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Twitter’s Implementing A ‘Safety Mode’ to Block Online Abusers

Sun Sep 05 2021

Twitters safety mode will automatically block any accounts flagged as the origin of harmful or offensive language

Twitter has been trailing a new feature that it hopes will reduce abuse on their platform.

Twitter’s safety mode was first previewed earlier this year and will now be rolled out to around a thousand English speaking users to continue the trial.  

 

Safety Mode has been created to automatically block any account for seven days if the system deems them the original source of any harmful language or if they’re found to be sending repetitive, uninvited replies and mentions targeting an individual.

Those blocked accounts will then be unable to send any direct messages to the user for a week, view any of their tweets or follow their account.

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When the feature is turned on in your Settings, our systems will assess the likelihood of a negative engagement by considering both the Tweet's content and the relationship between the Tweet author and replier. We'll observe how safety mode is working and incorporate improvements and adjustments before bringing it to everyone on Twitter.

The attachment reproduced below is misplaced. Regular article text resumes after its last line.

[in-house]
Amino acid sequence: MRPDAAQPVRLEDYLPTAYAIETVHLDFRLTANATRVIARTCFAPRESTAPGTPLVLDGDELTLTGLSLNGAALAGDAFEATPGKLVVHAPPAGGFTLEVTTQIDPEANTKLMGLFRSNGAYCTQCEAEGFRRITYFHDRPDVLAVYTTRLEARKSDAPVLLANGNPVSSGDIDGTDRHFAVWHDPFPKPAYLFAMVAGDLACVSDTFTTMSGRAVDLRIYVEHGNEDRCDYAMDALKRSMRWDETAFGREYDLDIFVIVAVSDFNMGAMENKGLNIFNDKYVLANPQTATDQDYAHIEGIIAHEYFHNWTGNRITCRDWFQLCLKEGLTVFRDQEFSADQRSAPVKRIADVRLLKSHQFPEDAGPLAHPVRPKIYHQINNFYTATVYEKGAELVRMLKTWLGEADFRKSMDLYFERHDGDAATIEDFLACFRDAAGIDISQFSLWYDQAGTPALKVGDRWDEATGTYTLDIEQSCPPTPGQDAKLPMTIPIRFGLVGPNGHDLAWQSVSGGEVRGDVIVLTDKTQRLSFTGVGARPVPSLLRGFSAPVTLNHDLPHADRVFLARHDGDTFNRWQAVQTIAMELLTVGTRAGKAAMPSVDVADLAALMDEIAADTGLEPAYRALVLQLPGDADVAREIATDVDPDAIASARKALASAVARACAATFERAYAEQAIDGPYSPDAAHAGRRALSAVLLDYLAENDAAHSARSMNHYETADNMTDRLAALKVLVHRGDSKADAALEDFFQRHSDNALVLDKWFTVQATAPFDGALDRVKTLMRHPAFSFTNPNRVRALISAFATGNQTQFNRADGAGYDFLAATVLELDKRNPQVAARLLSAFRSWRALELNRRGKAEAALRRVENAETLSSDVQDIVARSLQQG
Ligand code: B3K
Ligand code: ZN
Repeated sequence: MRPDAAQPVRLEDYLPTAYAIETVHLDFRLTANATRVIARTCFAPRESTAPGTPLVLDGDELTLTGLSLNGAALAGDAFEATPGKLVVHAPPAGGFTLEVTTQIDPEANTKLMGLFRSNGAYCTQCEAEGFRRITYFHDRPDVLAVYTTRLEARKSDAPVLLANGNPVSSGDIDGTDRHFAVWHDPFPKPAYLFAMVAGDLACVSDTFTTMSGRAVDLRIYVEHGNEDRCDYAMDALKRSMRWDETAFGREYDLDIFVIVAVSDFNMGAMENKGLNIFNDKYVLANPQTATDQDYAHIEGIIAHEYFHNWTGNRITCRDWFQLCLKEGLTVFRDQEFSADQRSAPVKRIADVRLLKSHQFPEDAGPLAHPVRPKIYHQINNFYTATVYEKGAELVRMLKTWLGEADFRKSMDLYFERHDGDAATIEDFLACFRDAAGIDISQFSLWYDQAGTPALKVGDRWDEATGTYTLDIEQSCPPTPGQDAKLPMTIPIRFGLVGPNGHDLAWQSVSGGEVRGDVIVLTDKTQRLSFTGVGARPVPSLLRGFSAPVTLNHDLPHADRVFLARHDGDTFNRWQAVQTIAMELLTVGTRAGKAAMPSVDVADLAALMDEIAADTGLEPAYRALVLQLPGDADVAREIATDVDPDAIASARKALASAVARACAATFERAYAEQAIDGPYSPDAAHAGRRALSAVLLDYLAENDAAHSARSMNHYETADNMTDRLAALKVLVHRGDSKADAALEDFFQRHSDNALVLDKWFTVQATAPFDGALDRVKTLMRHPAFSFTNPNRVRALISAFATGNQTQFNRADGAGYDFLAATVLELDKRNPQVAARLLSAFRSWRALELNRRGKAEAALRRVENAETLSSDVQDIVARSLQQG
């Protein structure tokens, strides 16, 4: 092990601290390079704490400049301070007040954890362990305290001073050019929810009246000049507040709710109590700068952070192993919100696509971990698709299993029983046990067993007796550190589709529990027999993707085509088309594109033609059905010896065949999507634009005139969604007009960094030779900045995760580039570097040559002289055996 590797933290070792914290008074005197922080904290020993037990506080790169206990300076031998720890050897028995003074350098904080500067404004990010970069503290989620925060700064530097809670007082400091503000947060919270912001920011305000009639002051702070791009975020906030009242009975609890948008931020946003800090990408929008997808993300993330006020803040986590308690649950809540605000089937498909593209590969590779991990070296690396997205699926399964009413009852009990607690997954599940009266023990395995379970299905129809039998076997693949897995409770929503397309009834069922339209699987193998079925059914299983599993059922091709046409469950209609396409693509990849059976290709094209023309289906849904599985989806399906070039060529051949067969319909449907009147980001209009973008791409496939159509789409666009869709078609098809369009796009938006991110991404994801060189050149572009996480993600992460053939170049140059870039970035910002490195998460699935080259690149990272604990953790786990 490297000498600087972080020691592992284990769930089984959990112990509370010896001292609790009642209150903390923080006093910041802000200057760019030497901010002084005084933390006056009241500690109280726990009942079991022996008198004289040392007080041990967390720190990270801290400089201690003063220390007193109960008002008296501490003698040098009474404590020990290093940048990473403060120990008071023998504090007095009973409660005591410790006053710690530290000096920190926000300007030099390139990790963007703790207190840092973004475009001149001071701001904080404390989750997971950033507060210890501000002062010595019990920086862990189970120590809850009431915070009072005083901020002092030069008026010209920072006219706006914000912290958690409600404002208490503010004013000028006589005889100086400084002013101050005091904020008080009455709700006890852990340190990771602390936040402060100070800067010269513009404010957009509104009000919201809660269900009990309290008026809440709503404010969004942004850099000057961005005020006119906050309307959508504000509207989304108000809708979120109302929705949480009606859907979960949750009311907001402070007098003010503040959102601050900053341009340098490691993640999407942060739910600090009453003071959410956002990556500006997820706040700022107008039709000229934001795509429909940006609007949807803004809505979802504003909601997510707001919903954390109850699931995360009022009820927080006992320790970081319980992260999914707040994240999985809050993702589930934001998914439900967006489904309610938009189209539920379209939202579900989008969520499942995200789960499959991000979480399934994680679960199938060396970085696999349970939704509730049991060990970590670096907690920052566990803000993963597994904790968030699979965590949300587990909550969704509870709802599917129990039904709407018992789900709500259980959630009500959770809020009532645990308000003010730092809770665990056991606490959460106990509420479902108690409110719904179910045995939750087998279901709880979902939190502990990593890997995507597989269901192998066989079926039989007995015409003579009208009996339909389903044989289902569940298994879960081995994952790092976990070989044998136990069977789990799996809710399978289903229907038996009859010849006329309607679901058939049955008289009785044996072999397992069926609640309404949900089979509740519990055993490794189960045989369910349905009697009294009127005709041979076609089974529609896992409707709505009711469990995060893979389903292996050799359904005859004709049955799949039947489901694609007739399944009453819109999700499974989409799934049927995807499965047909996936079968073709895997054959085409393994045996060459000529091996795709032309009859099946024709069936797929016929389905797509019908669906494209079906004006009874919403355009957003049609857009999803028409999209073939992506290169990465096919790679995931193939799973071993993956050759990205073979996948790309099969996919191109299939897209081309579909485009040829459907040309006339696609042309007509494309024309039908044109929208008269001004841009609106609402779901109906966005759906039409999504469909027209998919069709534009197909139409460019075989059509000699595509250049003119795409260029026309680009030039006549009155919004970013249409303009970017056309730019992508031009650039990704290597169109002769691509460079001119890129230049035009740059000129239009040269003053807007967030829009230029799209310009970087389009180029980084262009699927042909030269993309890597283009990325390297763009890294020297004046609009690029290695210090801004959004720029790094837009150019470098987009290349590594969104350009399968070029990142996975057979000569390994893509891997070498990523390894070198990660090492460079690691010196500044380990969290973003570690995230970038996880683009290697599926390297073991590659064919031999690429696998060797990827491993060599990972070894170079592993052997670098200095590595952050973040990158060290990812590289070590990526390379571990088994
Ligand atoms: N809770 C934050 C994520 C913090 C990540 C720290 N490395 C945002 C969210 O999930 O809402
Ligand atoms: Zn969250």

Jarrod Doherty - Product Lead, Twitter

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However, the tool has been set up to not autoblock any account a user follows or regularly engages with. Users can also view the details of any blocked accounts at any time and undo any that have been blocked in error.

 

Twitter have developed this feature in conjunction with several leading experts in online safety, mental health and human rights, with those same experts choosing the latest pool of testers.

 

It was only a couple of months ago that Twitter had to suspend 56 accounts over abusive tweets to players in the English national football teams following the penalty shootout final with Italy, with Twitter condemning the abuse as abhorrent, removing thousands of such posts from Twitter.

 

Twitter also launched a program earlier this year they call Twitter Birdwatch, in an effort to address misleading information on their platform.

Again, it’s currently been community tested in the USA and will hopefully allow them to identify misleading information in tweets, attaching notes for other users with informative context around the topic.

They hope their Birdwatchers community will eventually lead to a moderated ‘tweet community’ on the platform.

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Sun Sep 05 2021

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